The House budget specifically forbids Governor Cooper from entering a multistate agreement to cap the amount of carbon dioxide power companies emit. Governor Cooper has been working toward it for months, carbon reduction being one of his highest priorities.

Would also ban the North Carolina Utilities Commission, a body appointed by the governor that regulates Duke Energy and other utility companies, from ordering any cap-and-trade rules. That's a particularly egregious pay-off.

**Let's give millions of dollars to antiabortion groups like the crisis pregnancy centers, who use folklore in place of medicine. 

New language in the budget this year would ban the state from hiring any outside groups to help mount teen pregnancy prevention programs, if those outside groups also offer abortions. (They're talking about you, Planned Parenthood.) So we can expect plenty of "abstinence only" preaching and lots of new pregnancies.

**Continue the assault on public school teachers and further enable the know-nothing book banners.
The House's budget will require all public schools to post nearly all classroom materials to the internet -- not just books but prepared "hand-outs" and most particularly, day-to-day lesson plans that might be suspected of slipping a piece of historic reality into the fragile minds of school children. Huge addition to the workload of teachers. Because conservative ideology sorta demands the demonization of "liberal arts."

Funnels more money to private school vouchers for K-8 kids already enrolled in private schools; strips the state board of education of basic powers to set academic standards and decide on approval, renewal, or revocation of charter schools; extends and expands funding for low-performing virtual charters. (Jane Porter quoted Kristopher Nordstrom, senior policy analyst for the NC Justice Center's Education Law Project)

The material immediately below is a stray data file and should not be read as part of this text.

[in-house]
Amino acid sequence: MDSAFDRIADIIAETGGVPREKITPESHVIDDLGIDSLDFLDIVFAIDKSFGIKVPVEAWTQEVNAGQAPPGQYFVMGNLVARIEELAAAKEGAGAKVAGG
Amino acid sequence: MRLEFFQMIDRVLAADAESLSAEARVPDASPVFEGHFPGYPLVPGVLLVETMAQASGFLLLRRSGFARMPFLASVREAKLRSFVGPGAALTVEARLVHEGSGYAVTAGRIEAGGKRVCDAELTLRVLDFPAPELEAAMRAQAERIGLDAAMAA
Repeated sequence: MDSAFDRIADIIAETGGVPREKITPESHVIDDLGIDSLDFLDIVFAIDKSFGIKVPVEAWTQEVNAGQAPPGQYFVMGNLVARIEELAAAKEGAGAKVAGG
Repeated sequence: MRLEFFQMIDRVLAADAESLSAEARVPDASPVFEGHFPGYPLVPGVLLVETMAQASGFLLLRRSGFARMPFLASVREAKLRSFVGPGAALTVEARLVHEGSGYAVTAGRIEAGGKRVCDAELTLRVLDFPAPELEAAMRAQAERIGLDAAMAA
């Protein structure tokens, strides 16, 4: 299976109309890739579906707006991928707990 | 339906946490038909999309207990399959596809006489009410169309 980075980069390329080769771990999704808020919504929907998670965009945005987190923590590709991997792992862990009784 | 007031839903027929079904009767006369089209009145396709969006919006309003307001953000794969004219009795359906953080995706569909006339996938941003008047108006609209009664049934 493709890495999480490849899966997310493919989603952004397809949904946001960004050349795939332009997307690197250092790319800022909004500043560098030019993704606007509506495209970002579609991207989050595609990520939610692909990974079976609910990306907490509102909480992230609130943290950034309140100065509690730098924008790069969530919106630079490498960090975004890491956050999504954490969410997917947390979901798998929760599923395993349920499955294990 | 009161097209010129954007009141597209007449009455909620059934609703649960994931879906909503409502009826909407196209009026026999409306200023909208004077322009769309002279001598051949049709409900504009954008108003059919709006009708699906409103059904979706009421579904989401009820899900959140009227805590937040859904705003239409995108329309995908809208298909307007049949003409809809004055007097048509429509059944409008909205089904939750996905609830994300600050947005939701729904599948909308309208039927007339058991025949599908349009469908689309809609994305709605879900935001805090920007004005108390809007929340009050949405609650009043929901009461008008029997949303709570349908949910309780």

The House budget would also take the banning of printed materials from schools away from local boards and superintendents and give it to a new state mechanism, "media advisory committees," established to cover districts composed of multiple school systems; each regional committee to be composed of a principal, teacher, library coordinator, and parent each from a high school, middle school and elementary school in the district. Who will select these personnel?

Does not include the $300 million to boost teacher pay in daycares and preschools, which the state’s "business community" had pushed for. The money would have replaced pandemic-era federal subsidies that run out later this year, "and which are used now to boost salaries in an industry struggling to find workers." They say that more and more teachers are defecting to retail jobs, as that job sector raises pay for the same reason: the scarcity of workers.

**Would establish the State Bureau of Investigation (SBI) as its own cabinet-level agency.

Taking the SBI away from the attorney general (vendetta much?). But the governor would still get to appoint the director and would still be able to fire that person, so maybe this is no big woop.

** Raises the mandatory retirement age for Supreme Court and Court of Appeals judges from 72 to 76.

So? Fain and Doran explain:

"That would allow Supreme Court Chief Justice Paul Newby to stay on the court past his 72nd birthday, which is in 2027. And since court vacancies created by retirements are filled by the governor, the change would keep a Democratic governor — or whoever wins the 2024 election to replace a term-limited Cooper — from appointing Newby’s replacement. That would help Republicans defend the 5-2 majority they won on the state’s highest court in the November elections...."

Saturday, April 01, 2023

NC Senator: "Your Untalented Children Get Squat!"


Tim Moffitt

NC Senator Tim Moffitt has the solution for keeping our school children safe: Ban participation trophies. Not making this up. Yesterday, Moffitt filed S430, "Eliminate Participation Trophies," which would actually prohibit local governments from petting their un-athletic kids ... because the NCGOP is all about small government.

Not an April Fool's joke.

Samantha Campbell tweeted:

@TimMoffitt The world is a literal dumpster fire, gun shot wounds are the NUMBER 1 KILLER of children and teens, and YOU are worried about PARTICIPATION TROPHIES?? You have no clue. Are you tone deaf on purpose or simply THAT moronic?

Tim Moffitt represents Henderson, Polk, and Rutherford counties in the Senate. Moffitt had been a member of the NC House representing a Buncombe County district. He was defeated by Brian Turner in 2014 and subsequently moved his center of operations to Henderson, and after Chuck McGrady retired, Moffitt got appointed to fill out his unexpired term. In 2022 he jumped to the Senate seat he now occupies.

Moffitt's remembered on this blog for attempting in 2012 to seize Asheville's water supply and give it to a regional authority which would be more favorable to developers. It was probably that issue which contributed heavily to his defeat for reelection in 2014.